As the first cars rolled south from Kaikoura on State Highway 1 today, drivers rolled down their windows to return a "Merry Christmas" from a red nose-wearing road worker.

Transport Minister Simon Bridges had helicoptered in from Wellington to turn a Stop Go sign, wrapped in tinsel, at the Kahutara Bridge and officially reopen the road south.

About 50 road workers and contractors watched him do it, some with Rudolph ears and Santa hats attached to their hard hats.

Access to Kaikoura has been limited since the 7.8 earthquake on November 14 caused major landslides on SH1 along the coastline.

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This week the inland road opened, and today's opening of SH1 south provides another route and the most direct from Christchurch.

Bridges said it became apparent a couple of weeks ago that the road might reopen before Christmas, and the teams working on it had gone above and beyond, many working seven days a week.

"I've asked a lot of them how long they have been working. In many cases they have effectively said, 'we don't want to tell you because we're not sure we are allowed to work that hard'. But they have done it, and hats off to them."

The Transport Minister said many people who had been working to get SH1 reopen were not roading contractors.

"A bunch of girls and guys from the whale watch, who obviously can't do that - they have been turning the signs and doing a lot of the monitoring."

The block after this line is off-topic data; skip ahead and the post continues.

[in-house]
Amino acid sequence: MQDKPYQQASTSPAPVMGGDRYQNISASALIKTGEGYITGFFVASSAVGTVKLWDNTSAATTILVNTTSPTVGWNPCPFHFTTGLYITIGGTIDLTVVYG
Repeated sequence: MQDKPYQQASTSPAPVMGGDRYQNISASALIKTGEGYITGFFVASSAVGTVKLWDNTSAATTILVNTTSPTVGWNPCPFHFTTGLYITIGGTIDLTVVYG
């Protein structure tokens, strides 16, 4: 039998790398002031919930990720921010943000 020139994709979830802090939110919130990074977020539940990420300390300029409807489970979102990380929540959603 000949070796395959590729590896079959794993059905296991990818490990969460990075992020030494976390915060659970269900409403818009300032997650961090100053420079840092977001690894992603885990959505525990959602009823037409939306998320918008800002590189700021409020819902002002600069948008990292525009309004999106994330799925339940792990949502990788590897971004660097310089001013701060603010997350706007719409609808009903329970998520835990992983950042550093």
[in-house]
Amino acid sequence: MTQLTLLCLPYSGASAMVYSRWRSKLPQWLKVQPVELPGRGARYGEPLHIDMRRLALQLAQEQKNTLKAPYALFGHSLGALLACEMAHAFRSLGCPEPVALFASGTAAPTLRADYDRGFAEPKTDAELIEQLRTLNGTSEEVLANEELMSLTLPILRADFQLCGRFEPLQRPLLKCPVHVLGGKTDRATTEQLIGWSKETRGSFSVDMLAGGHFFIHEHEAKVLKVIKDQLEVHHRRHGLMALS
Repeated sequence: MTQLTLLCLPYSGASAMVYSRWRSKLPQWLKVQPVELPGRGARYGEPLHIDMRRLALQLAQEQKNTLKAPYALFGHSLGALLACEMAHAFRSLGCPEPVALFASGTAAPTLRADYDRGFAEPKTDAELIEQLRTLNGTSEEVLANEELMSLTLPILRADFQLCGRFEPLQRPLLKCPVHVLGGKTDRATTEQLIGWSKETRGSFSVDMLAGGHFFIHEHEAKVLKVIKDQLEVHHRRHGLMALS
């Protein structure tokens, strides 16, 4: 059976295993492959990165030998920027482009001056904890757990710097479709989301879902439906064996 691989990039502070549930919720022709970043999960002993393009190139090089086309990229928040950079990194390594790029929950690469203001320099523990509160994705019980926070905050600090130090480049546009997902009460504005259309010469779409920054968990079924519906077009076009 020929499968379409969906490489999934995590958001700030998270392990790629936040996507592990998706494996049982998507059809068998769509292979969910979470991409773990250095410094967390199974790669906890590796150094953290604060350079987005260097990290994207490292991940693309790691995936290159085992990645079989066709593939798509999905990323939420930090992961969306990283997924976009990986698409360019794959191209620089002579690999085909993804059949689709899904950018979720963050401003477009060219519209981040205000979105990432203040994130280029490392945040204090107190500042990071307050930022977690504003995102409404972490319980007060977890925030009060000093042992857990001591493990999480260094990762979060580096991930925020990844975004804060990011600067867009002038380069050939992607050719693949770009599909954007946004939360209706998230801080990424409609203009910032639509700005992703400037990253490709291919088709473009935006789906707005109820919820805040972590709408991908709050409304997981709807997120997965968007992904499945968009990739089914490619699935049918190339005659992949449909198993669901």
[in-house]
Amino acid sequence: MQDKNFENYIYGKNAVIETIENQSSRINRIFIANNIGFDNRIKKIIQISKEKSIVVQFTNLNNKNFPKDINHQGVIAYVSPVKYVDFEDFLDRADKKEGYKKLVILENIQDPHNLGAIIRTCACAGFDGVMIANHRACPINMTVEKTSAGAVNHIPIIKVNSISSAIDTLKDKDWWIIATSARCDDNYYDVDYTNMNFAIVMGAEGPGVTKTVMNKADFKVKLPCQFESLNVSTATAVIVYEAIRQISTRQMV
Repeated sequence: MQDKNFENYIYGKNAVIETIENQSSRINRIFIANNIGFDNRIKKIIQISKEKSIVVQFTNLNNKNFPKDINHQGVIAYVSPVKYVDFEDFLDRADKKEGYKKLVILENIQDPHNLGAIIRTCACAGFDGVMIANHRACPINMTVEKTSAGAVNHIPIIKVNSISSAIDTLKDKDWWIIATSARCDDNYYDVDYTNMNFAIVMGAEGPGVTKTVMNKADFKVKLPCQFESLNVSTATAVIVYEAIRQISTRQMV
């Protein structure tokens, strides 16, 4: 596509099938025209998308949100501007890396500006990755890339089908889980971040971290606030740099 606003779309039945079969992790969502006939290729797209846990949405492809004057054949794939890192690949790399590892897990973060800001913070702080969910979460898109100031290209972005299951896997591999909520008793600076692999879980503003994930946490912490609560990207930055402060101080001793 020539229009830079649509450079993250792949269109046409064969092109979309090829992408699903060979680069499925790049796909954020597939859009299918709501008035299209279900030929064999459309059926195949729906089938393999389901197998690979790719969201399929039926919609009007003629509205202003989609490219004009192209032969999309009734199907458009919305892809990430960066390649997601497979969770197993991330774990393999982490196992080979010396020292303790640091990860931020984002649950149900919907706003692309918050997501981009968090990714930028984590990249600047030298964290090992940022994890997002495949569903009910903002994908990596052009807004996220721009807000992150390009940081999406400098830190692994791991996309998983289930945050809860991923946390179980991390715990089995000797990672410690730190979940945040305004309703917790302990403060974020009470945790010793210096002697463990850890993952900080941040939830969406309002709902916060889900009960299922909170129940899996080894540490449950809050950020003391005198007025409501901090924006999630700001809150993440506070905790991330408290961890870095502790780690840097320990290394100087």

SH1 south from Kaikoura will be open only between 6am to 8pm until all of the slip faces have been stabilised and traffic signals installed along a section of the route that is still only single-lane.

Bridges also announced today that an "alliance" had been formed to work on SH1 and the rail route both north and south of the town, including the NZ Transport Agency, KiwiRail, Fulton Hogan, Downer, Higgins and HEB Construction.

Eve Parkin, owner of the nearby Kaikoura Peketa Beach Holiday Park, said things had been "desperate" since the earthquake, and the road reopening was a boost.

"We are extremely excited, today. I think [people will start coming back] - just look around, isn't it beautiful?"

Derrick Millton, a Kaikoura District Councillor, was at the bridge to see the road officially open.

Millton's Clarence farm is off SH1 north of Kaikoura, and it was his cows that were marooned on a patch of grass after the quake - with television images of the animals' plight going around the world.

He said today's road opening was "seriously good news" for Kaikoura residents.

"They have been through all sorts of pressure - they have run out of food, they have had serious things going wrong. They have got through all of that now, and good on them."

To the north of Kaikoura, Millton said it was difficult to get equipment and supplies for the farm, but they were getting used to it.

"We have just learnt that it's going to be like that, and we've just got to put up with it."

The Government has committed to rebuilding SH1 and the rail route both north and south of Kaikoura, estimating that could cost up to $2 billion.

Today, Bridges said he still through opening SH1 to the north could be about a year away.